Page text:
Arnold of Brescia (ca 1100–1155), exiled twice and finally martyred, takes us into the student world of Paris during the blossoming of the twelfth-century Renaissance, through an infamous heresy trial, to teaching in Paris, then Zurich, and into Rome where he was the spiritual leader of the city for almost a decade. Arnold believed the church should be separate from civil government. He supported the revived Roman Senate and the Roman people who were foremost among the many who loved and admired him.
An Augustinian canon regular, Arnold made the authorities, ecclesiastical and imperial, tremble. He was a brilliant scholar of Latin literature and Scripture--a combination that made him both sane and formidable. He was first a student and later a colleague of the great Peter Abelard--a champion of reason. Their independence brought them into conflict with Bernard of Clairvaux, relentless defender of the status quo in society and theology.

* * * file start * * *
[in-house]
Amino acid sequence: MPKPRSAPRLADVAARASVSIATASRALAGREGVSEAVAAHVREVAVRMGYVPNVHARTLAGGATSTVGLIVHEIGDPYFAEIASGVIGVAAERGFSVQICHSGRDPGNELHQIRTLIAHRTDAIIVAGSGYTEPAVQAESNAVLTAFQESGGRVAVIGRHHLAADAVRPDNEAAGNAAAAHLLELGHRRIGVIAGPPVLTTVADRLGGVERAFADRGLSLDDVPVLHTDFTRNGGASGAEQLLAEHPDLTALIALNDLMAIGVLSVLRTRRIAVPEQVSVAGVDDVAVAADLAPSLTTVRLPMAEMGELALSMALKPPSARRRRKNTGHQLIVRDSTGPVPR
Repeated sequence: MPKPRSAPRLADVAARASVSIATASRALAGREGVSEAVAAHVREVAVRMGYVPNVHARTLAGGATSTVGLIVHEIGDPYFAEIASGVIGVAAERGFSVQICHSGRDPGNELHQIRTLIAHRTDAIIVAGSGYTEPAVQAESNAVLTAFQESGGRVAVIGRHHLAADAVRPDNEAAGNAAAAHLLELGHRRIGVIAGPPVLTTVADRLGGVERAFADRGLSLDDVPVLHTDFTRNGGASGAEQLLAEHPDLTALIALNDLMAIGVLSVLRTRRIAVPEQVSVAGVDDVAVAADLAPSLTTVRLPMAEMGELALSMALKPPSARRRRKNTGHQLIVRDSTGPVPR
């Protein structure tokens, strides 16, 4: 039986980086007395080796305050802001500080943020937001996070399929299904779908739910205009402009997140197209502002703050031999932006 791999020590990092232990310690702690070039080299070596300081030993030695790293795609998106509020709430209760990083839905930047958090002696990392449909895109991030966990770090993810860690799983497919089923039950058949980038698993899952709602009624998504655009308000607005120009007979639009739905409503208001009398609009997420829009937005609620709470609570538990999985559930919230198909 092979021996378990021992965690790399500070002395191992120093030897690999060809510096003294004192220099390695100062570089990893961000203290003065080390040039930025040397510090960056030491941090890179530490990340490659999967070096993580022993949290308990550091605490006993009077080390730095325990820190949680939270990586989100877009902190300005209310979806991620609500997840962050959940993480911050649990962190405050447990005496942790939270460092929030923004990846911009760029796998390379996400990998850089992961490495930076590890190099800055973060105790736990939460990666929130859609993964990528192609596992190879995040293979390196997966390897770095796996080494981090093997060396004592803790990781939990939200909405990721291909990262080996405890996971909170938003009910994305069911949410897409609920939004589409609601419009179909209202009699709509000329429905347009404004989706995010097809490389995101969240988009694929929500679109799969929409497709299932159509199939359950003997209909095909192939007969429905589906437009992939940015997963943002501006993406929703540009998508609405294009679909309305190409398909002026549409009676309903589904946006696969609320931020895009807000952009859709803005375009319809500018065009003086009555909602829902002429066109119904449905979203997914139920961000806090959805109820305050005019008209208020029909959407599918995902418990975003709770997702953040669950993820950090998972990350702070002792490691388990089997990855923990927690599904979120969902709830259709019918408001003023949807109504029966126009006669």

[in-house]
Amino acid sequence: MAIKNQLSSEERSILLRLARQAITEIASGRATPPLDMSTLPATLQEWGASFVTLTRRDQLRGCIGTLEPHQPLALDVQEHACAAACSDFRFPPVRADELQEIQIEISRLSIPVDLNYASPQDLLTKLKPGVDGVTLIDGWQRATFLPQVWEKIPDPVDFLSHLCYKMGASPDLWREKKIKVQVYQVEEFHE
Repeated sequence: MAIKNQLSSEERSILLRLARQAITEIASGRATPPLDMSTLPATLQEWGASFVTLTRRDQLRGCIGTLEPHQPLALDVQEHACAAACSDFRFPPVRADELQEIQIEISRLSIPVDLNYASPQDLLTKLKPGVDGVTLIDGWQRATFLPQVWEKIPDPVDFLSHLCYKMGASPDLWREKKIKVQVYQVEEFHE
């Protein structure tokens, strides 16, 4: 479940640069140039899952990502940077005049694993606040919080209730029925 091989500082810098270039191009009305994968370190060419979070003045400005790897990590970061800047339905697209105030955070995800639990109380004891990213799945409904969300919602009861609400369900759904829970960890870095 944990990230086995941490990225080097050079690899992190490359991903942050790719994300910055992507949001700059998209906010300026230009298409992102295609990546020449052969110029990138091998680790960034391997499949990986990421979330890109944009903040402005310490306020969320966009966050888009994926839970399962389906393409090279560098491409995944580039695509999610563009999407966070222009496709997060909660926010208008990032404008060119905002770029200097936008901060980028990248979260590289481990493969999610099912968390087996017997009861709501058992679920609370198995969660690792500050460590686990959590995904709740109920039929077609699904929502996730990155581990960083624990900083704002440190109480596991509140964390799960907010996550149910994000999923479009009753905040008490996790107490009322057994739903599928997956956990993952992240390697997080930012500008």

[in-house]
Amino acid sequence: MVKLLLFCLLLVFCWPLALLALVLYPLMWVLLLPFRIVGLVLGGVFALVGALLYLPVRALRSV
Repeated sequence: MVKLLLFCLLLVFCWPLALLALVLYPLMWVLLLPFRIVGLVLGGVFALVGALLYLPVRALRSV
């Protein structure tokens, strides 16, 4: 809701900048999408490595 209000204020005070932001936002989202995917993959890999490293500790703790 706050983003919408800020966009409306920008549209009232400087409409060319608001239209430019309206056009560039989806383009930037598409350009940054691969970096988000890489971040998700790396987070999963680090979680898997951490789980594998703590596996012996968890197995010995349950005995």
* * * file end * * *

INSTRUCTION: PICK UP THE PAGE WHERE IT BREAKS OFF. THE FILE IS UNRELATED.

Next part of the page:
Arnold vigorously supported the democratic commune movement as cities struggled for independence from episcopal control during the twelfth century. A man of learning and action, he challenged the medieval synthesis by which popes and emperors exercised authority.